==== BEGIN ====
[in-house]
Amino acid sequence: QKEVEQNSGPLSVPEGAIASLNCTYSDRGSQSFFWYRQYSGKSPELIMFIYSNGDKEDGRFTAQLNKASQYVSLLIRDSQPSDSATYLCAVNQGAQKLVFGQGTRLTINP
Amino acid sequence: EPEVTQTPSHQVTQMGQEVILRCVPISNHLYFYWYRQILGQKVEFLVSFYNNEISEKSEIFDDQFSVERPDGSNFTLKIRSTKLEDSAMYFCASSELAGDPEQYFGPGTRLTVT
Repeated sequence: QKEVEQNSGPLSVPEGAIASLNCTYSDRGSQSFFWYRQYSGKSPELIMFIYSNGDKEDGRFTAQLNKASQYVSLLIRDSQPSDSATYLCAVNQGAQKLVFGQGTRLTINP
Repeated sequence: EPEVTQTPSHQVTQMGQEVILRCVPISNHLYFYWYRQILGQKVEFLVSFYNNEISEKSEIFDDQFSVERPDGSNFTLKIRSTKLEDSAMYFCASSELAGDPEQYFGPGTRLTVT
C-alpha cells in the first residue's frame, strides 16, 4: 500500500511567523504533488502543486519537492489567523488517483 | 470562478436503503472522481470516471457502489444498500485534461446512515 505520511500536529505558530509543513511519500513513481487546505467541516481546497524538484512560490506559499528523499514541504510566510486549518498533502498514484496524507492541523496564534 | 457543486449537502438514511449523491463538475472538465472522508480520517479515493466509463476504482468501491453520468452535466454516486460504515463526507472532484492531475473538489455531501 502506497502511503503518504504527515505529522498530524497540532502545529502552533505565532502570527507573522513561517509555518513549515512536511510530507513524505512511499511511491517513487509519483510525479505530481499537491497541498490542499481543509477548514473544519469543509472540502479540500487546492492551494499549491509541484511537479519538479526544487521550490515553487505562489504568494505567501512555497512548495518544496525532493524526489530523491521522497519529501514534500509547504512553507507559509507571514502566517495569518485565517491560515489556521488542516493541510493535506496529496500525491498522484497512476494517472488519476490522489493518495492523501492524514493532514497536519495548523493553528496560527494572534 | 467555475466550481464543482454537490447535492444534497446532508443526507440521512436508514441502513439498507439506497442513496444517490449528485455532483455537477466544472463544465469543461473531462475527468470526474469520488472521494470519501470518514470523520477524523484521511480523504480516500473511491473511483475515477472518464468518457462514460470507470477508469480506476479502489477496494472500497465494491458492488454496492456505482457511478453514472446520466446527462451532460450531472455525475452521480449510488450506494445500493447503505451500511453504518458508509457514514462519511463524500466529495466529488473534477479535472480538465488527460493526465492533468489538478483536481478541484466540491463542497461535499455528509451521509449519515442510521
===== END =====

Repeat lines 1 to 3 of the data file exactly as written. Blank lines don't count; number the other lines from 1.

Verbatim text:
[in-house]
Amino acid sequence: QKEVEQNSGPLSVPEGAIASLNCTYSDRGSQSFFWYRQYSGKSPELIMFIYSNGDKEDGRFTAQLNKASQYVSLLIRDSQPSDSATYLCAVNQGAQKLVFGQGTRLTINP
Amino acid sequence: EPEVTQTPSHQVTQMGQEVILRCVPISNHLYFYWYRQILGQKVEFLVSFYNNEISEKSEIFDDQFSVERPDGSNFTLKIRSTKLEDSAMYFCASSELAGDPEQYFGPGTRLTVT